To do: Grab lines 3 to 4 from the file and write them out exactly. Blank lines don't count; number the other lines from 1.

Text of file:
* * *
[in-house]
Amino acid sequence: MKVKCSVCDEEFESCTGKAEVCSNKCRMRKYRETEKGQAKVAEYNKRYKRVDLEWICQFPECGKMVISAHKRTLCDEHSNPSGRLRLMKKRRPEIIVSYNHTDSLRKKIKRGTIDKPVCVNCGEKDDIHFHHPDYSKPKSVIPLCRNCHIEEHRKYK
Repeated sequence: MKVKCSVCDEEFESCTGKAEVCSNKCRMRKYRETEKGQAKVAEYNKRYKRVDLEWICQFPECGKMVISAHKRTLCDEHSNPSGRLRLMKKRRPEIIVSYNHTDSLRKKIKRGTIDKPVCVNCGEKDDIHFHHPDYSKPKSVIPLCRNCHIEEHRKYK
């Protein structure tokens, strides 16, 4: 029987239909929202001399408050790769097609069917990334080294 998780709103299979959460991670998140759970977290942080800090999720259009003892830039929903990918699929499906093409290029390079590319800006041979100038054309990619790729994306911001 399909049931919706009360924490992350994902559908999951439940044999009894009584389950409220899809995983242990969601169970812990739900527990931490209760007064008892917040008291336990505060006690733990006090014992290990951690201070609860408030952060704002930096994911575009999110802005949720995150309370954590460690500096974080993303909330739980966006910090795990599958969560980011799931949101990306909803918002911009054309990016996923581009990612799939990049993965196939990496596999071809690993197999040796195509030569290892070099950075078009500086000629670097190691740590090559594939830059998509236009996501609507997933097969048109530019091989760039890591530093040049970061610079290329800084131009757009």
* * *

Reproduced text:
Repeated sequence: MKVKCSVCDEEFESCTGKAEVCSNKCRMRKYRETEKGQAKVAEYNKRYKRVDLEWICQFPECGKMVISAHKRTLCDEHSNPSGRLRLMKKRRPEIIVSYNHTDSLRKKIKRGTIDKPVCVNCGEKDDIHFHHPDYSKPKSVIPLCRNCHIEEHRKYK
């Protein structure tokens, strides 16, 4: 029987239909929202001399408050790769097609069917990334080294 998780709103299979959460991670998140759970977290942080800090999720259009003892830039929903990918699929499906093409290029390079590319800006041979100038054309990619790729994306911001 399909049931919706009360924490992350994902559908999951439940044999009894009584389950409220899809995983242990969601169970812990739900527990931490209760007064008892917040008291336990505060006690733990006090014992290990951690201070609860408030952060704002930096994911575009999110802005949720995150309370954590460690500096974080993303909330739980966006910090795990599958969560980011799931949101990306909803918002911009054309990016996923581009990612799939990049993965196939990496596999071809690993197999040796195509030569290892070099950075078009500086000629670097190691740590090559594939830059998509236009996501609507997933097969048109530019091989760039890591530093040049970061610079290329800084131009757009």